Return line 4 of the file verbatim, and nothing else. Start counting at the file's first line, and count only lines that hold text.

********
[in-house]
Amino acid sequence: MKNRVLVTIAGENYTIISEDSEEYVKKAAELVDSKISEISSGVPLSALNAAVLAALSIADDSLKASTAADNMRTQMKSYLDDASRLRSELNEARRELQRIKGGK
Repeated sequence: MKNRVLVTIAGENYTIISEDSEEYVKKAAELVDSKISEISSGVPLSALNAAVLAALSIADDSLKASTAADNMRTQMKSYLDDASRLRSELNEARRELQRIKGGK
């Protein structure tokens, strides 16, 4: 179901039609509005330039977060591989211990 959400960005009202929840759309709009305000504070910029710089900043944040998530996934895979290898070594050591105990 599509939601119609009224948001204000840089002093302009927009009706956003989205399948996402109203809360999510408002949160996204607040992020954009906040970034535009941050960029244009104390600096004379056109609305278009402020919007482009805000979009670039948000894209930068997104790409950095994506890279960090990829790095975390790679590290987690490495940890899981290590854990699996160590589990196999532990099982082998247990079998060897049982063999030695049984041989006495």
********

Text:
């Protein structure tokens, strides 16, 4: 179901039609509005330039977060591989211990 959400960005009202929840759309709009305000504070910029710089900043944040998530996934895979290898070594050591105990 599509939601119609009224948001204000840089002093302009927009009706956003989205399948996402109203809360999510408002949160996204607040992020954009906040970034535009941050960029244009104390600096004379056109609305278009402020919007482009805000979009670039948000894209930068997104790409950095994506890279960090990829790095975390790679590290987690490495940890899981290590854990699996160590589990196999532990099982082998247990079998060897049982063999030695049984041989006495």